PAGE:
Geelong’s drinking water is predominantly sourced from forested catchments on the upper Barwon and Moorabool rivers.
During periods of prolonged drought water can be sourced from underground aquifers via the Barwon Downs and Anglesea borefields.
In extreme drought, Geelong can also access the Melbourne water grid via the Melbourne to Geelong Pipeline.
An increasing number of businesses across the region use recycled water and new residential subdivsions in Armstrong Creek and Torquay are connected to Class A recycled water via a dedicated 'purple pipe' network.
Much of our drinking water in Geelong comes from the West Barwon Reservoir, near the township of Forrest in the Otway Ranges National Park.
The reservoir sits at the base of a 51 square kilometre catchment on the West Barwon River.
Water is fed via a 57 kilometre channel to the Wurdee Boluc storage reservoir, south of Winchelsea. The Wurdee Boluc channel also takes water from smaller tributaries and diversions en-route.
Water is filtered, disinfected and fluoridated at the Wurdee Boluc Water Treatment Plant before being delivered to customers throughout the greater Geelong region, Bellarine Peninsula and Surf Coast via a network of pipes, pumping stations, covered storage basins and tanks.
A number of reservoirs in the Brisbane Ranges north of Geelong comprise the upper Moorabool river system. The Korweinguboora, Bostock and Stony Creek reservoirs make up the East Moorabool system, while Lal Lal reservoir, near Ballarat, is the main storage on the West Moorabool River. Lal Lal Reservoir is jointly managed by Barwon Water and Central Highlands Water, with Barwon Water allowed one third of its water.
Water from the Moorabool catchments is filtered, disinfected and fluoridated at the Moorabool Water Treatment Plant at She Oaks. The treated water is gravity-fed to storages around Geelong, as well as the townships of Meredith and Lethbridge.
A number of alternative water supply options are available to boost supplies in dry conditions.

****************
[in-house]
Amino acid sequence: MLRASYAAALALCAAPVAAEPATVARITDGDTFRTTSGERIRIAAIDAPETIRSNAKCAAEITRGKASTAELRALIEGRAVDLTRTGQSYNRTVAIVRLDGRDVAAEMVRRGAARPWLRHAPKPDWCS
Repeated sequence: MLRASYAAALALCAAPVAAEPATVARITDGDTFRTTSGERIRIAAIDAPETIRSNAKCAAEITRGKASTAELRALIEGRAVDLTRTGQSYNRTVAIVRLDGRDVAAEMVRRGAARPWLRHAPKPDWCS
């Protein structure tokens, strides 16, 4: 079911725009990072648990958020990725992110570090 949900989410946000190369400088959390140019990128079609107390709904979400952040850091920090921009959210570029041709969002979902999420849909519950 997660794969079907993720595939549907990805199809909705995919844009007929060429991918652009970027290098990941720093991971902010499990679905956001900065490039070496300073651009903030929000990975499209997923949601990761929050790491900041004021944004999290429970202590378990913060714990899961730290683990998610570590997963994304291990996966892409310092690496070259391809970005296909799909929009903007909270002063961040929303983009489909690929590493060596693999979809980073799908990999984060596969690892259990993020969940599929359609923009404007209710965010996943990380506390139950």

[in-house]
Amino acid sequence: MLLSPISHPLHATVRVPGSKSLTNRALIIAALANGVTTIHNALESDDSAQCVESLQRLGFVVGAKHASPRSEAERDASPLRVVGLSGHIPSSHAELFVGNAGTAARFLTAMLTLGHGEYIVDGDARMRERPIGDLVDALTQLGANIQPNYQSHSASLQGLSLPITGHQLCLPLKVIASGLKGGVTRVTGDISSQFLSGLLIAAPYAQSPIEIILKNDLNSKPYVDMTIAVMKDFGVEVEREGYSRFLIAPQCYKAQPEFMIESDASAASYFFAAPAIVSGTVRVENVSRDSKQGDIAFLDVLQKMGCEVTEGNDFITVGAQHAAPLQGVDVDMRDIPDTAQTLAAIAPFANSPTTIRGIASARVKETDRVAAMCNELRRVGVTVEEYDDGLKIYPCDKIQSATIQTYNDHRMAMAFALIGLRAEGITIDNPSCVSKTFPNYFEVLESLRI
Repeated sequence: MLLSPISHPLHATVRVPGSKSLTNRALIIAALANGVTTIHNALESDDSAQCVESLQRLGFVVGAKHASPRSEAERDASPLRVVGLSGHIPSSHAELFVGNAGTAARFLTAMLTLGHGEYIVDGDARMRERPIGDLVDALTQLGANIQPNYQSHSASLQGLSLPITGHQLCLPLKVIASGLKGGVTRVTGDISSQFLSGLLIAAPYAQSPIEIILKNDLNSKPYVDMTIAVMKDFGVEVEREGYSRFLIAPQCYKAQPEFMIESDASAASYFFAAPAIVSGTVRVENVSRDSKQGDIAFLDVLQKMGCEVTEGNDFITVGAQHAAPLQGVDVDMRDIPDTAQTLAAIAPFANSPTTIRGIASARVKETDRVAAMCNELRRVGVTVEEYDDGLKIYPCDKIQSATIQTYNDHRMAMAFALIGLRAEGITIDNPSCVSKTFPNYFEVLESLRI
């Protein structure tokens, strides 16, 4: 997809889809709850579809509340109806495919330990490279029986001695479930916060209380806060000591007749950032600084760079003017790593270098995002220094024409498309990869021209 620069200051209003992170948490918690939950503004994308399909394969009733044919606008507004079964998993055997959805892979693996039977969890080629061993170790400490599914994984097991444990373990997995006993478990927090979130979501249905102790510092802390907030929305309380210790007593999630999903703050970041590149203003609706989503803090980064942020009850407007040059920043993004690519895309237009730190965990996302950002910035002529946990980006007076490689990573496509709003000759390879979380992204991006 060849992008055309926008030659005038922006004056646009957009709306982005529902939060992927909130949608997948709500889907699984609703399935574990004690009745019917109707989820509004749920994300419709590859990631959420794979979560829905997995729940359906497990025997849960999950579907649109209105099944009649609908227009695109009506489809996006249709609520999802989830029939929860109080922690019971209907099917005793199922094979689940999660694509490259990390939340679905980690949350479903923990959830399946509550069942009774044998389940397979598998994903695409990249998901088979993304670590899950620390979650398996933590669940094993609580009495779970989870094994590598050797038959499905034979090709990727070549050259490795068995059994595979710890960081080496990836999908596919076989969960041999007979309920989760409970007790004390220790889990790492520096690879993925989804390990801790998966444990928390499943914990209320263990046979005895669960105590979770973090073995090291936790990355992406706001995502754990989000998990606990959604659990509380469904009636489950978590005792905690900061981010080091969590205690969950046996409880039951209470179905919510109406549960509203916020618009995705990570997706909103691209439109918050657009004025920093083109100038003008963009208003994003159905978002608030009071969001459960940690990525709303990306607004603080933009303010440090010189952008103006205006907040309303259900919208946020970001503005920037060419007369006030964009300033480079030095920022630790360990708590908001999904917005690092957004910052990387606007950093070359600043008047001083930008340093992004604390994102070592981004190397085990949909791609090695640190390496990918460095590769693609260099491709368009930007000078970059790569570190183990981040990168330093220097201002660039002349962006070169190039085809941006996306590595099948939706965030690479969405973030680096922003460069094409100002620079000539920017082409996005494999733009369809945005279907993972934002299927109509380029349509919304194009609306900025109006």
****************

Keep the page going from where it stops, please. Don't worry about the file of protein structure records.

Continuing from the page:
The Barwon Downs borefield, Anglesea borefield and Melbourne to Geelong Pipeline are not currently active, but remain critical back-up resources that may be called upon in times of drought.
An underground aquifer deep below Barwon Downs can boost water supplies when surface water storages are low.
Six bores, between 300 and 630 metres deep can extract up to 55 million litres a day, depending on demand.
The groundwater is pre-treated on site to remove dissolved minerals such as iron, and then piped to the Wurdee Boluc Reservoir, where it is mixed with surface water.
Water is extracted from Barwon Downs under a groundwater extraction licence granted by Southern Rural Water.
The Anglesea borefield comprises 7 bores across 2 sites. The bores tap into the Lower Eastern View Formation, a vast aquifer some 700 metres below ground.
In times of drought, the borefield can supply up to 20 million litres a day, or around one-fifth of Geelong's demand.
Groundwater is pre-treated to remove dissolved minerals, and then piped to the Wurdee Boluc storage where it is mixed with other water sources.
Water is extracted from the Anglesea borefield under a bulk entitlement issued by the Victorian Government.
The Melbourne to Geelong Pipeline is a 59-kilometre underground pipe connecting Melbourne's water grid at Cowies Hill, west of Werribee to Geelong's storage basins at Lovely Banks.
The pipeline can deliver up to 16,000 million litres of water a year; roughly half of the region's usage.
The Melbourne to Geelong Pipeline is not currently active. It is an important back-up supply that may need to be called upon in times of drought.